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Nike takes false-advertising case to Supreme Court

By The Associated Press


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PORTLAND, Ore. — Nike Inc. has asked the U.S. Supreme Court to review a free-speech case arising from its advertising campaign to defend working conditions at overseas plants.

The Beaverton-based company, the world's largest athletic shoemaker, filed the appeal yesterday.

Nike is asking for review of a 4-3 ruling by the California Supreme Court in May that an activist can sue Nike for allegedly violating false-advertising laws during a 1996-97 campaign to inform the public about its labor policies. Nike sent letters to the editors of major newspapers, among other things.

The suit claims Nike deceived consumers by falsely stating it guarantees a "living wage" to all workers, and that its workers in Southeast Asia make twice the local minimum wage and are protected from corporal punishment.

Nike says it is taking part in constitutionally protected political debate about worker rights and the global economy.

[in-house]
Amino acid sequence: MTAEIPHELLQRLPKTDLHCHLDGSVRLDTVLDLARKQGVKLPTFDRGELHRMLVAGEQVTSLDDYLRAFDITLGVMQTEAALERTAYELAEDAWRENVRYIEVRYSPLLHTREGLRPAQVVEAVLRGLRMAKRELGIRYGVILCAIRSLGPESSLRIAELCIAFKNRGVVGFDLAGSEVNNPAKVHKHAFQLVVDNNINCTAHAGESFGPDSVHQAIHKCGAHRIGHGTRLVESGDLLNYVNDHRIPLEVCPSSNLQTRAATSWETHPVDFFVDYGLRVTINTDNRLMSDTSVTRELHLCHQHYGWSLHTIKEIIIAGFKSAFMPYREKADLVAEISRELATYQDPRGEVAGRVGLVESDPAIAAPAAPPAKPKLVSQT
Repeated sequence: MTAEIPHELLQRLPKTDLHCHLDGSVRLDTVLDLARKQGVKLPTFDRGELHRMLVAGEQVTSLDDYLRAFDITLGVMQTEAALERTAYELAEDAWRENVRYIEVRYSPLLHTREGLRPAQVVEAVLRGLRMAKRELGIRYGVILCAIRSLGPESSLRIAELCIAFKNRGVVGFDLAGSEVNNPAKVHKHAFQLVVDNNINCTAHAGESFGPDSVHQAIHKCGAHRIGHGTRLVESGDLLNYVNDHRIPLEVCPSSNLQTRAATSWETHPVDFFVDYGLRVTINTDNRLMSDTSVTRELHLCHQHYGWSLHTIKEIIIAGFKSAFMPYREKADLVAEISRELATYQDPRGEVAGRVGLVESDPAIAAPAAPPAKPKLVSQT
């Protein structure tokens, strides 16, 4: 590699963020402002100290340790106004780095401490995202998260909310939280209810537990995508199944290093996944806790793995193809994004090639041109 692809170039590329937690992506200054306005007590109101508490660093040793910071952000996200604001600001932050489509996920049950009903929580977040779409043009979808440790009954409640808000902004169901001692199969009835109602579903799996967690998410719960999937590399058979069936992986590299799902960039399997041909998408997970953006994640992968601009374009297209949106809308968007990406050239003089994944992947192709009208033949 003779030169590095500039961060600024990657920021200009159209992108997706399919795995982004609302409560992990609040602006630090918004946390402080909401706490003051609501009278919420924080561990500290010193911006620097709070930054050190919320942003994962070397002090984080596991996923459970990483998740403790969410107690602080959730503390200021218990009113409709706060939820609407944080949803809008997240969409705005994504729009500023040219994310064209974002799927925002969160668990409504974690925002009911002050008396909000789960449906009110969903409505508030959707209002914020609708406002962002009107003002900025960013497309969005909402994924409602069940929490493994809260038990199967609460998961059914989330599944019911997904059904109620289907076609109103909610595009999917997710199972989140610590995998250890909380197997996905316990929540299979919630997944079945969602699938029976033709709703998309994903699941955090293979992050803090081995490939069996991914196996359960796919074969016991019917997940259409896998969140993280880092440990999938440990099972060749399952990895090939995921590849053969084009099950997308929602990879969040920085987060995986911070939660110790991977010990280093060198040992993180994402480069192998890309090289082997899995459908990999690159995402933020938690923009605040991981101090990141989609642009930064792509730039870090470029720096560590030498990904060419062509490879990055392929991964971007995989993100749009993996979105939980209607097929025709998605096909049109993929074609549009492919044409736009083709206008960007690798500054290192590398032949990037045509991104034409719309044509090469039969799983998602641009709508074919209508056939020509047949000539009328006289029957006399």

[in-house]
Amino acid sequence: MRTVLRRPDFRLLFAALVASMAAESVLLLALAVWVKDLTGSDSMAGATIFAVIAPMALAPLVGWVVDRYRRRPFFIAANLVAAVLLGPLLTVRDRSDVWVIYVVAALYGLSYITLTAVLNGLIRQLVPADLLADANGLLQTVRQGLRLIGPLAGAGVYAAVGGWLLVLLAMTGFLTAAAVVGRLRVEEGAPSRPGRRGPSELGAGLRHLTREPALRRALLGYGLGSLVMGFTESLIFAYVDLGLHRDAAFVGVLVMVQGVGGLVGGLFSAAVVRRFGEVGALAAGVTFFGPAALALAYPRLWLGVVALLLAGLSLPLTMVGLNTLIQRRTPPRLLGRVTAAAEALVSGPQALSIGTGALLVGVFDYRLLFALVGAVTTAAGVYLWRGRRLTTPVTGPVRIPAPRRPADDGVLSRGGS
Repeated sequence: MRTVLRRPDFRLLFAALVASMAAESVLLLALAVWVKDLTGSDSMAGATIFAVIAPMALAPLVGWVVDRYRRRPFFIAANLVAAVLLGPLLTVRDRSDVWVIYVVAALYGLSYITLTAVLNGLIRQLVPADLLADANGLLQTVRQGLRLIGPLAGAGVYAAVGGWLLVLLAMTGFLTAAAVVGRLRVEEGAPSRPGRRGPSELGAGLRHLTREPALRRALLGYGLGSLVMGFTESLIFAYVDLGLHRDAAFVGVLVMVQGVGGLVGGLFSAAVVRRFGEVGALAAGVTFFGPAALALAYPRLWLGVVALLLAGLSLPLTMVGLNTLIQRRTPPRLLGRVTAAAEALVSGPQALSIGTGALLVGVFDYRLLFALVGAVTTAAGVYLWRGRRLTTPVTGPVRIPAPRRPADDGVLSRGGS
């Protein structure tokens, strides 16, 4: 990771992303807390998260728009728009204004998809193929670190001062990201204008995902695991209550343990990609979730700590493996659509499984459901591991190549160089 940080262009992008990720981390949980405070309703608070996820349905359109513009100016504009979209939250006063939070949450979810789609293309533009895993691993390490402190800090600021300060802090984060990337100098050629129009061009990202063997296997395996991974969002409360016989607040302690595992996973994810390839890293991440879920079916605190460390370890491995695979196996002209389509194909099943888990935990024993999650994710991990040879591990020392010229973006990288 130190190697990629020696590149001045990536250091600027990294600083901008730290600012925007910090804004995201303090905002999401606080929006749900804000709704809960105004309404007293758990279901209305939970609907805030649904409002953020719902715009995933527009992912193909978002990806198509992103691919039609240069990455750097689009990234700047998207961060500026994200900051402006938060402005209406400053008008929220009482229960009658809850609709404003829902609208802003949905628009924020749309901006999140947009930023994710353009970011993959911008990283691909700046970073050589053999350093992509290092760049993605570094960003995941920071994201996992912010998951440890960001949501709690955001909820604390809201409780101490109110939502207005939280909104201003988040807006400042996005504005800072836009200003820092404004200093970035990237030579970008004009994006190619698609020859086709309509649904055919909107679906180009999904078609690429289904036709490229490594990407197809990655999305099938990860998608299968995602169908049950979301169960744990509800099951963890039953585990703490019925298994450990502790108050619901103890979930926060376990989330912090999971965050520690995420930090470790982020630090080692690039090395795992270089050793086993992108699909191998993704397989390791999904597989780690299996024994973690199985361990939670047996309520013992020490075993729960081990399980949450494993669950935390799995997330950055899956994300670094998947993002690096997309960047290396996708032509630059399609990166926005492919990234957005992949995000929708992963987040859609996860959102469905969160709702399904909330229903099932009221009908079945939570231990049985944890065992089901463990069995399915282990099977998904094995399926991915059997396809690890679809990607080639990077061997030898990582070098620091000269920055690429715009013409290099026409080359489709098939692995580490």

"Uttering even a word would become far more risky than simply keeping silent, if this ruling stands," said Laurence Tribe, Nike's lead attorney.

The company said yesterday it would not release its annual corporate responsibility report unless a court first wipes out the threat of a suit and big monetary award.

The report discusses the company's labor and environmental policies around the world.

The California Supreme Court ruled Nike's campaign constitutes commercial speech and is subject to California consumer-protection laws that are among the least friendly to business in the country.

The court fight has not yet determined whether Nike made false statements, focusing instead on whether the suit can go forward. San Francisco resident Marc Kasky filed the lawsuit, which had been dismissed by a trial court and a state appeals court before going to the California Supreme Court.

A decision by the U.S. Supreme Court on whether to hear the case, Nike v. Kasky, is expected in December or January.


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